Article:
On a more positive note, unlike the more transformational solutions to reducing the impacts of climate change, mitigating the cognitive effects of air pollution is comparatively simple. Direct-impact air pollution is, perhaps, one of the only areas of the environmental movement which has seen real success. Incentives to drive cleaner and fewer cars will suffice to address the worst of the impact of pollution on impulsive behaviors and violence.

The most immediate and tangible policy we can deploy is to reduce the emissions of everyday automobiles. Reducing automobile emissions does not mean switching to expensive, all-electric vehicles, however – just to newer, less gas-hungry models. As a study of the Toronto Metro Area traffic demonstrates, 75% of harmful pollutants come from just over 25% of vehicles or, more specifically, older, more fuel-intensive cars. A 2020 OECD report substantiates this claim, finding that as emissions standards increase and more electric cars are adopted, particulate matter from vehicle brakes, wearing down of tires, and road surface abrasion will overtake fuel emissions as the leading source of vehicle particulate emissions within the next two decades. Incentive-based scrappage schemes would take these older, polluting vehicles off the roads and drive down particle levels.  

By reducing the use of such environmentally-taxing vehicles, these policies should aim to reduce urban pollution levels to the WHO’s target of 5µg/m3. Large North American cities have already managed to reduce pollution to around 8-12µg/m3 without scrapping a single car, and only 7% of Americans report owning an electric or hybrid car. Introducing scrappage incentive schemes will drive these particle levels down even further. Strict emission standards and scrappage incentives for older and less efficient vehicles are short-term and relatively less expensive than massive structural changes to a nation’s energy grid or replacing entire fueling infrastructure, as London’s vehicle scrappage scheme has shown. Consumers will benefit from a discount on a new, safer, more fuel-efficient car. State governments will also save money by having less physical pollution to clean up and fewer violent criminals to arrest, try, and imprison. Hospitals will save on having to treat fewer patients for physical and mental problems, and fewer victims of violent crime to treat in the ER. The benefits to early action increase disproportionately, while so too do the costs of inaction.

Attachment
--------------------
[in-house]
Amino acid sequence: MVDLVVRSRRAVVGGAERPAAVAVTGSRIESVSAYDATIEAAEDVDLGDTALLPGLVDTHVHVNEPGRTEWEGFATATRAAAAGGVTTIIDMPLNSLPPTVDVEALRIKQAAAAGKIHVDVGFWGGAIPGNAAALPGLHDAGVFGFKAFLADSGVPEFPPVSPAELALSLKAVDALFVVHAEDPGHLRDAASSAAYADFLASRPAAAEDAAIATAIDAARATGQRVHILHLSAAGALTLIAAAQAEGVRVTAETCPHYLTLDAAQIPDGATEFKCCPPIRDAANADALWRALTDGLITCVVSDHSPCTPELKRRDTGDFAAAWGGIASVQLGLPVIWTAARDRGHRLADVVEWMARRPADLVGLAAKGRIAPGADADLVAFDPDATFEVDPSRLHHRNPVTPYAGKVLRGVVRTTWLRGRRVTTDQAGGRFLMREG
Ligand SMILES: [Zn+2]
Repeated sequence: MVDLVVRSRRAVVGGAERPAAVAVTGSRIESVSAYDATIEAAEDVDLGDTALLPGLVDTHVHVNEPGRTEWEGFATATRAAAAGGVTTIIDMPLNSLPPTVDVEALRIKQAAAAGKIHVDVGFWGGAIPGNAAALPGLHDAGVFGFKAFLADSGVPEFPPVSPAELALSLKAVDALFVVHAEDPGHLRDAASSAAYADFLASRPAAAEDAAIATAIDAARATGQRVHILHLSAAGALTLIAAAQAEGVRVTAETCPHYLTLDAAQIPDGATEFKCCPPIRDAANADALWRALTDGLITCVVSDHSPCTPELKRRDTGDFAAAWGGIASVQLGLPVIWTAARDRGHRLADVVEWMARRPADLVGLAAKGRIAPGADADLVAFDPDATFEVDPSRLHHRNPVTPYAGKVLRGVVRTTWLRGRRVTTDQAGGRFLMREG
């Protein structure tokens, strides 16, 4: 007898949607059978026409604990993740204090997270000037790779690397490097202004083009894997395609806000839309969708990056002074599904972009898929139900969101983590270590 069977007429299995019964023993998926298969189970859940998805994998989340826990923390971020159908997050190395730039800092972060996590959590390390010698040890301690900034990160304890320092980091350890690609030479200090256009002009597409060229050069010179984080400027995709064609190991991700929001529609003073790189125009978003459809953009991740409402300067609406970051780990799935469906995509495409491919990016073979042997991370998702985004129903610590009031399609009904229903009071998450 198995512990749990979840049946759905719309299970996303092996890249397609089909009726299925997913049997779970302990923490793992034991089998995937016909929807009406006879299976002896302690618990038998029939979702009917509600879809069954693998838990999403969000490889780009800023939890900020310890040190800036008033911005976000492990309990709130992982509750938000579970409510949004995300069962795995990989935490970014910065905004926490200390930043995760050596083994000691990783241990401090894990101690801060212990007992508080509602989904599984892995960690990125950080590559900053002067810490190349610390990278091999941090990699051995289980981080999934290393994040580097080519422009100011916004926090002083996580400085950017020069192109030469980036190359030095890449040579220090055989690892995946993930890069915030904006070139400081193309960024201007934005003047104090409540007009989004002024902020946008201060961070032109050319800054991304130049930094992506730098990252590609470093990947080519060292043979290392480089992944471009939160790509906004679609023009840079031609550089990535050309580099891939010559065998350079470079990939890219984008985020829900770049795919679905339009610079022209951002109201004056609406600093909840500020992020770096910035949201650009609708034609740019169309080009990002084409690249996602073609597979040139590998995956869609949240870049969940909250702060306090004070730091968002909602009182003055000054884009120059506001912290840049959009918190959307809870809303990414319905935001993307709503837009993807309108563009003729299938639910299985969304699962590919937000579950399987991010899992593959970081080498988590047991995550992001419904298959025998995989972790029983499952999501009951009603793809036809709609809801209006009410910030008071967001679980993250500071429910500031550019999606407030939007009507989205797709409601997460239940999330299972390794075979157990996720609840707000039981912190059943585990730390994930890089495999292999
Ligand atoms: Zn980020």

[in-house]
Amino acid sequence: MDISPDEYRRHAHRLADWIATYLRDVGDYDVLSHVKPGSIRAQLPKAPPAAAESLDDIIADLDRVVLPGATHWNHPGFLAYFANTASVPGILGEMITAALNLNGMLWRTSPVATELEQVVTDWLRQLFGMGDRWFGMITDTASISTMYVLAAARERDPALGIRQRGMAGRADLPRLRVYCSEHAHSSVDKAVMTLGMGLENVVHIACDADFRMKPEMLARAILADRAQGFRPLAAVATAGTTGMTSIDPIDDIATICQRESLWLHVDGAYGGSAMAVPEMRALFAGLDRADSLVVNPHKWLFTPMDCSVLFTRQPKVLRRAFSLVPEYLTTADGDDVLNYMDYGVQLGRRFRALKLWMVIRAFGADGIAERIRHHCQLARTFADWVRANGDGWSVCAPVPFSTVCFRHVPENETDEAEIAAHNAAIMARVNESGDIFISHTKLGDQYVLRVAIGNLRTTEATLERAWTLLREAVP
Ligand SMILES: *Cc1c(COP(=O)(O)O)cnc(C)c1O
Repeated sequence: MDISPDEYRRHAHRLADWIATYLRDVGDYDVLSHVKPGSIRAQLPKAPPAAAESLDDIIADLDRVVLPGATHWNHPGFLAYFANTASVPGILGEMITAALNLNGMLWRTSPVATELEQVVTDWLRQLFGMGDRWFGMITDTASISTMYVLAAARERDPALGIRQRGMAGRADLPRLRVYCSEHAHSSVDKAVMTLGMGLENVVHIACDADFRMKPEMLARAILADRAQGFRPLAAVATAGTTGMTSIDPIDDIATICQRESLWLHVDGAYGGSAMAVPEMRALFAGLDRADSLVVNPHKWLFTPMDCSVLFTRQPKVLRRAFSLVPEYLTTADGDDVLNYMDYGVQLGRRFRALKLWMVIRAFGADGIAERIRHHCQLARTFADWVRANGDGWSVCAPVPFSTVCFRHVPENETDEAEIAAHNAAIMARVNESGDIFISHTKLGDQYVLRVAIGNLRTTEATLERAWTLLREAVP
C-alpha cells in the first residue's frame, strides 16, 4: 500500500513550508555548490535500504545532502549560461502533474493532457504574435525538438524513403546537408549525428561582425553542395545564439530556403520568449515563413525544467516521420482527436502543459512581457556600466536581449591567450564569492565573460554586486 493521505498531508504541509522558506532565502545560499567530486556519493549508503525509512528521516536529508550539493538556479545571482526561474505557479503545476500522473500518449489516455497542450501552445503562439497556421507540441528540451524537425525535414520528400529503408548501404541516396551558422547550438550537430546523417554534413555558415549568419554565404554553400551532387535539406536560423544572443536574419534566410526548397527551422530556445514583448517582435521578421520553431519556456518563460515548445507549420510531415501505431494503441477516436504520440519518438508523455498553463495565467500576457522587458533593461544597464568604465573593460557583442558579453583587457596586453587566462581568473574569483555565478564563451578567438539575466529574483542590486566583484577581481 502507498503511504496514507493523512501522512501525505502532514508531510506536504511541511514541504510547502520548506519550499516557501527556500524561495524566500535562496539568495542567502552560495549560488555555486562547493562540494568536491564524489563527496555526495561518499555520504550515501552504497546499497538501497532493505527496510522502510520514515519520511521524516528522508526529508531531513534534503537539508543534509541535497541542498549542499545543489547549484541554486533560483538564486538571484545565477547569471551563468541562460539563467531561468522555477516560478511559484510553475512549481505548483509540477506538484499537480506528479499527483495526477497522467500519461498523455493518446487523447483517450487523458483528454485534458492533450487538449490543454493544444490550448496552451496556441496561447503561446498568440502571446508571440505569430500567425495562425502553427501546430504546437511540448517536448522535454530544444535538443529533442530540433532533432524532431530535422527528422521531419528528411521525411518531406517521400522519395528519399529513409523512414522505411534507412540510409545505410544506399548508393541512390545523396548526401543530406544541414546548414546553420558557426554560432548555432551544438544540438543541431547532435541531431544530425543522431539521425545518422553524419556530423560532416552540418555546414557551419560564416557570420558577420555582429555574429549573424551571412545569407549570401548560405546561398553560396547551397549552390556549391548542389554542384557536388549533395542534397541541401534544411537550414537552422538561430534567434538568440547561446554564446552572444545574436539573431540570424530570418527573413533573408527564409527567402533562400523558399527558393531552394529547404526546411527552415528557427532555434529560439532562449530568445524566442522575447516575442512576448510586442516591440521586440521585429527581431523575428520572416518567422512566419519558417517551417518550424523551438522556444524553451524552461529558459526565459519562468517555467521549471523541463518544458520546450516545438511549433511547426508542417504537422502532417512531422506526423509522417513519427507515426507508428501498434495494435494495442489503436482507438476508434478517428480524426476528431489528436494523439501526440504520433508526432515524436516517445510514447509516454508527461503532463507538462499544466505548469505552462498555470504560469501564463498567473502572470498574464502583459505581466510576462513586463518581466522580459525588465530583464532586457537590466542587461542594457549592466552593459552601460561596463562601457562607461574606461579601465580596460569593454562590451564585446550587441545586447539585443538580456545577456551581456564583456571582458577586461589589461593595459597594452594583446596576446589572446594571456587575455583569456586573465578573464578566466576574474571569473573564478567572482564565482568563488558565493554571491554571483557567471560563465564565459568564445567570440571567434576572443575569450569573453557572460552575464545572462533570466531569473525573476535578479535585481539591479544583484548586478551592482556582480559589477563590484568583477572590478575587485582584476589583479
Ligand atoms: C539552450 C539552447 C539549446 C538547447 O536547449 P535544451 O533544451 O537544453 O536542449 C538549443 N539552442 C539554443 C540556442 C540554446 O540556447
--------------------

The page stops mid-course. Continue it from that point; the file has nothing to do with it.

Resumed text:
The adoption of cleaner vehicles is not the only solution. Sources of pollution other than exhaust fumes require that cities pursue mass transit with greater tenacity. Knowing that particulate matter from the breaks and tires of each car can increase violence as well should incentivize city governments, even more, to invest in mass transit and alternative transport access. The number of tires hitting the roads every day incurs huge social and economic costs. Environmentalists have always recommended increased buses, light rail, and cycle lanes; this cross-cutting of violent crime with this issue is an excellent way to refocus the movement on human costs of pollution, rather than high-minded idealism. In sum, emerging research demonstrates that pollution strikes at the very core of human security: our ability to think about and reason with the world around us. Without serious action, those humans able to cope with the physical and economic effects of climate change will find themselves more anxious, erratic, and prone to anger and violence. Cheap, local, and effective mitigation measures already exist for local and federal governments to implement. By transitioning to both cleaner vehicles and public transportation systems, we can mitigate the most severe cognitive effects of air pollution and prepare ourselves to navigate the disruption of climate change.